Sharing a victory and thanks.

Discuss construction, troubleshooting, and operation of the Altair 8800c computer

Sharing a victory and thanks.

Postby mafisher » May 17th, 2024, 8:05 pm

I am sharing this here because no one in my household fully appreciates my vintage computing "problem". I would first like to share a victory, I just completed loading CP/M onto a 5.25" disk and booting from it with my FDC+. I am feeling pretty darned good about that.

Thank you to Mike (deramp) for the great hardware, software, videos and support. Thanks to Martin for the 88-2SIOJP, Gary for the CPU card and, specific to this milestone, thanks to "Martyn's Vintage Computing" for the video walking through the process to create a boot disk. Also thanks to everyone who contributes to keeping these computers alive.

I am now trying to get a Gotek/FlashFloppy Drive working so I can have two drives but am not having any luck yet. Any suggestions that would be appreciated. FYI, the Gotek does work on my Nabu.
mafisher
 
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Re: Sharing a victory and thanks.

Postby BillO » May 17th, 2024, 9:31 pm

mafisher wrote:I am sharing this here because no one in my household fully appreciates my vintage computing "problem".


Yeah, right there with ya.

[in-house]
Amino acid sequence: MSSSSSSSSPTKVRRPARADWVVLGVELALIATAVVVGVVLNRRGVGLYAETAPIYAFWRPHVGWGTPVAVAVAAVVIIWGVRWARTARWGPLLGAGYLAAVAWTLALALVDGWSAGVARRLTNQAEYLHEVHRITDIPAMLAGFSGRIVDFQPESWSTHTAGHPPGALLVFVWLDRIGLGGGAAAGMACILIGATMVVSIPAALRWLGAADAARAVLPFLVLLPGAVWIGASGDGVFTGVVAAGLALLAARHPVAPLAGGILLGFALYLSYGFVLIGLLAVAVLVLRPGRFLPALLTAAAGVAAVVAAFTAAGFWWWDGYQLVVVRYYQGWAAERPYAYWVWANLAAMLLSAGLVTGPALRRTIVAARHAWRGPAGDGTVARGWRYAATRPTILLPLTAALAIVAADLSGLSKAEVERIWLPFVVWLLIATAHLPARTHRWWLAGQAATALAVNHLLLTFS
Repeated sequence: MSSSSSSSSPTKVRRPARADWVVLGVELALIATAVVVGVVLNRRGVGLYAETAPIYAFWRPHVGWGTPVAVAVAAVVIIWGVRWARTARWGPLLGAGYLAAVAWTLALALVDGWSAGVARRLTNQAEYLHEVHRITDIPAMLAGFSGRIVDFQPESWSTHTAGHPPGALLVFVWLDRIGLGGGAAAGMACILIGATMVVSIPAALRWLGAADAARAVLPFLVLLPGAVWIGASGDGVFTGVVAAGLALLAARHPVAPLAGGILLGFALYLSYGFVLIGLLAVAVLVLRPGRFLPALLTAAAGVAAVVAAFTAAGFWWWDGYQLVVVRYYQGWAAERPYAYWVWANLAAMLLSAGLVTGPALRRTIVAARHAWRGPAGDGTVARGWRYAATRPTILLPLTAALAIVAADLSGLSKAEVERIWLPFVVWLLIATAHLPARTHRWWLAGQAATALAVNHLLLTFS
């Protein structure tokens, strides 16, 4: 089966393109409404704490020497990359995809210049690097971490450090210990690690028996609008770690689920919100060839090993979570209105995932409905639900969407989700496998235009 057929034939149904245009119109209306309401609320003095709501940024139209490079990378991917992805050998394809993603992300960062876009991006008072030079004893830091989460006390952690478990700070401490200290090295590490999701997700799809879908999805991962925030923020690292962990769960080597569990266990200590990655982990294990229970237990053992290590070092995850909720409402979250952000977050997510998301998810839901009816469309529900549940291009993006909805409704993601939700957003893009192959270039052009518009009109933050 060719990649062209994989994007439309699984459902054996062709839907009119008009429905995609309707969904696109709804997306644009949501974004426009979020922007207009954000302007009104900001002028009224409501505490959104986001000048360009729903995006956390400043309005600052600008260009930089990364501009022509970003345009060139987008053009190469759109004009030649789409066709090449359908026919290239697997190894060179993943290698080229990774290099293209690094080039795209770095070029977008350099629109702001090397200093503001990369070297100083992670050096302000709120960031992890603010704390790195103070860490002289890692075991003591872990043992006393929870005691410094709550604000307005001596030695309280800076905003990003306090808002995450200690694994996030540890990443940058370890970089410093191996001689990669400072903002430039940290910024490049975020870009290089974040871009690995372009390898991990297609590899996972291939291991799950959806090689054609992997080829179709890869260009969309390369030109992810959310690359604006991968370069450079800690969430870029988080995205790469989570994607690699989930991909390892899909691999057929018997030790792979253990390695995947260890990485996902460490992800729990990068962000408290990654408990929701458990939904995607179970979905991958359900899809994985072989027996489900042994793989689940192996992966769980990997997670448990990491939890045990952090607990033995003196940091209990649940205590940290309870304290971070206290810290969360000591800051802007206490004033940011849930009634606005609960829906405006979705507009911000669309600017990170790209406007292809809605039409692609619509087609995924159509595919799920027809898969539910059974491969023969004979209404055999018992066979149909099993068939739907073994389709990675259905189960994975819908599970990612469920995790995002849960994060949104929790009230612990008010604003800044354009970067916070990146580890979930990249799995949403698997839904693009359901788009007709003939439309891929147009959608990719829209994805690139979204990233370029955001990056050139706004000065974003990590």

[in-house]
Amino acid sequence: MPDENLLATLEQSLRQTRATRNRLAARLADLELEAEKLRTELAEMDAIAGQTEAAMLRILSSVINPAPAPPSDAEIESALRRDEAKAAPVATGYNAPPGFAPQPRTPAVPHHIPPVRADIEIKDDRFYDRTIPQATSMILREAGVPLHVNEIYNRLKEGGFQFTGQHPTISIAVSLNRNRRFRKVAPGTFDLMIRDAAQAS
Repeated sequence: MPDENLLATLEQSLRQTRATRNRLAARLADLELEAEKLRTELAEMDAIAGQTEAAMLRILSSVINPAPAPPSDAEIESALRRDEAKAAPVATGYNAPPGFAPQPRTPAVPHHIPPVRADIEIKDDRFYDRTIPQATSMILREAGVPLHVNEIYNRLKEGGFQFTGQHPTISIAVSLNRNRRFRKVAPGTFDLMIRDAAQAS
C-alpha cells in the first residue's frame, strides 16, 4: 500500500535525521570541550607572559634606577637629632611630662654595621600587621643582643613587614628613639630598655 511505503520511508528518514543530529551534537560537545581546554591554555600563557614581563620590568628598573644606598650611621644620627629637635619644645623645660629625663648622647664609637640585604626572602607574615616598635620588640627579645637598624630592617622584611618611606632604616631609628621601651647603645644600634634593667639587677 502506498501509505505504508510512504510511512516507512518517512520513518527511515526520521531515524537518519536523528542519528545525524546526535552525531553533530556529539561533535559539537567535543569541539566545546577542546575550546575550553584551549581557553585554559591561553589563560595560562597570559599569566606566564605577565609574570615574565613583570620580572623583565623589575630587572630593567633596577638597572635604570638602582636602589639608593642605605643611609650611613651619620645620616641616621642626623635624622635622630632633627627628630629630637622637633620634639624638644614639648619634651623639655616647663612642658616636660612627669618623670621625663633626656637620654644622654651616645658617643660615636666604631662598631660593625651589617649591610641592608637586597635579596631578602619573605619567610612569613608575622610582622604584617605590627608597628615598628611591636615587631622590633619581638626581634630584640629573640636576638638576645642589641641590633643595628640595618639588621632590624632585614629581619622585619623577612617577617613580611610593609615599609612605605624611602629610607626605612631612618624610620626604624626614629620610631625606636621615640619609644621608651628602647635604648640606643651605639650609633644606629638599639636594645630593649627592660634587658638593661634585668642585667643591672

Congratulations on your success!
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Re: Sharing a victory and thanks.

Postby AltairClone » May 18th, 2024, 8:28 am

A successful boot after weeks of work is a great feeling!
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Re: Sharing a victory and thanks.

Postby Wayne Parham » May 18th, 2024, 9:01 am

Congrats to you, our new friend!

And - here - we all appreciate your accomplishment. Our stories are like yours.

Think about this: Back in the 1970s, anyone and everyone that "enjoyed" a microcomputer experienced this. It was often discussed in hobbyists groups and newsletters. A city of a million people might have a small microcomputer club with half dozen to a dozen enthusiasts, and they all had to build their computers and struggled to program them. Some had kits, but even more were "homebrew" guys that made their systems from scratch. Many loaded programs from tape or by hand-entry on the front-panel, some that could afford it had disk drives. Those "lucky ones" had a "chicken and egg" problem, of how to write a BIOS and get a bootloader for it onto their floppies, starting with just raw hardware and blank media with no software on the media to boot from.

So by now having a running CP/M system, you have reached a very piquant summit!
Wayne Parham
 
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